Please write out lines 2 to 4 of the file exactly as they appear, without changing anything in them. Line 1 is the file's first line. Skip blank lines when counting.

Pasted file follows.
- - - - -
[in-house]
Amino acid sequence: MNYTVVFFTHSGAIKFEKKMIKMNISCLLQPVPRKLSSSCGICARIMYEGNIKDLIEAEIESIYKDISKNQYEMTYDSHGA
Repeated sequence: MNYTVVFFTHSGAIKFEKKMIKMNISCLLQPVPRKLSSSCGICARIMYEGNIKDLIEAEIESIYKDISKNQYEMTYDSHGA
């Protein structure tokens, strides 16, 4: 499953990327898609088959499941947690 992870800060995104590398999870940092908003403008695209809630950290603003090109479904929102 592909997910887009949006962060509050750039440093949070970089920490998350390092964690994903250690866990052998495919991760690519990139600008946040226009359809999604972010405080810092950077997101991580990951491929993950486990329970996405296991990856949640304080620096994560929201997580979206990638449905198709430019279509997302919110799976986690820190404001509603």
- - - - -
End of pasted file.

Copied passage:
Amino acid sequence: MNYTVVFFTHSGAIKFEKKMIKMNISCLLQPVPRKLSSSCGICARIMYEGNIKDLIEAEIESIYKDISKNQYEMTYDSHGA
Repeated sequence: MNYTVVFFTHSGAIKFEKKMIKMNISCLLQPVPRKLSSSCGICARIMYEGNIKDLIEAEIESIYKDISKNQYEMTYDSHGA
């Protein structure tokens, strides 16, 4: 499953990327898609088959499941947690 992870800060995104590398999870940092908003403008695209809630950290603003090109479904929102 592909997910887009949006962060509050750039440093949070970089920490998350390092964690994903250690866990052998495919991760690519990139600008946040226009359809999604972010405080810092950077997101991580990951491929993950486990329970996405296991990856949640304080620096994560929201997580979206990638449905198709430019279509997302919110799976986690820190404001509603």